Carpal tunnel syndrome is a wrist ailment that is common in people who perform repetitive movements involving the hand and wrist. It can be painful and limit your ability to effectively perform certain tasks. Carpal tunnel syndrome can often be managed with physical therapy under a doctor's supervision. If surgery is needed to relieve the condition, then physical therapy exercises can help you recover the full use of your hand. Here's what you need to know about your options.
Carpal tunnel syndrome basics
The carpal tunnel is a passageway from your forearm to your palm. It consists of five carpal bones, tendons, and ligaments. The median nerve passes through this tunnel, bringing nerve sensation to the palm and fingers. Various conditions, such as arthritis, repetitive use, certain nervous system diseases, trauma, and genetic abnormalities can damage the tunnel and cause irritation of the median nerve. This can cause numbness, tingling, pain, and loss of hand dexterity. Mild to moderate symptoms can often be relieved with splints, braces, and hand exercises. More severe cases may require surgery to relieve the symptoms.
Physical therapy to help symptoms
When you first start feeling the tell-tale tingling and numbness in your wrist and hand, it's important to see your physician to get a diagnosis as it could be something more serious. Also, the earlier you start therapies for carpal tunnel syndrome and reduce the factors that are causing it, the more likely you can delay or even reduce the need for surgical intervention.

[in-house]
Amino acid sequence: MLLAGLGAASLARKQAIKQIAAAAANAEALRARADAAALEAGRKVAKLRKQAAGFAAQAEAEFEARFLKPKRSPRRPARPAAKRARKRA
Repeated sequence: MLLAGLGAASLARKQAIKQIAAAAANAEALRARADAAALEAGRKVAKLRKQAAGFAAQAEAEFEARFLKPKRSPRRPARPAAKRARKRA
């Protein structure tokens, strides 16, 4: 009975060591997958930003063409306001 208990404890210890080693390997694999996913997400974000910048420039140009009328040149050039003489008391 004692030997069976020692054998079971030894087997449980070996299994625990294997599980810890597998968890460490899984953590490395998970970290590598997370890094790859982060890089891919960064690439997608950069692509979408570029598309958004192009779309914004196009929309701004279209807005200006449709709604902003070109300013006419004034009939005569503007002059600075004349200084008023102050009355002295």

It's important to work with a physical therapist, especially one with experience in hand therapies, as performing certain exercises without learning proper techniques can actually make the condition worse. Also, some prescribed exercises may make the pain worse before it gets better so a therapist can alleviate some of your worries. You don't need a referral from a doctor to see a physical therapist, but he or she may be able to recommend one.
Physical therapy to recover from surgery
The most common surgery to mitigate carpal tunnel syndrome symptoms is to cut the band of tissue that forms the roof of the carpal tunnel. That will lessen the pressure on the median nerve and thus reduce numbness and pain. After surgery, your physical therapist will show you the best hand exercises to recover strength and dexterity. These will likely include:
- Stretching exercises to improve the mobility and functioning of the hand
- Exercises to improve the strength of the hand and wrist muscles
- Glide exercises to help the nerve move smoothly through the tunnel
- Scar management exercises to break down scar tissue that can impede proper movement
Carpal tunnel syndrome can severely limit your ability to perform certain tasks at work and home. Often physical therapy can reduce symptoms and even prevent the need for surgery. However, if surgery is required, a physical therapist is an invaluable team member for helping you return to normal and even preventing a recurrence of problems.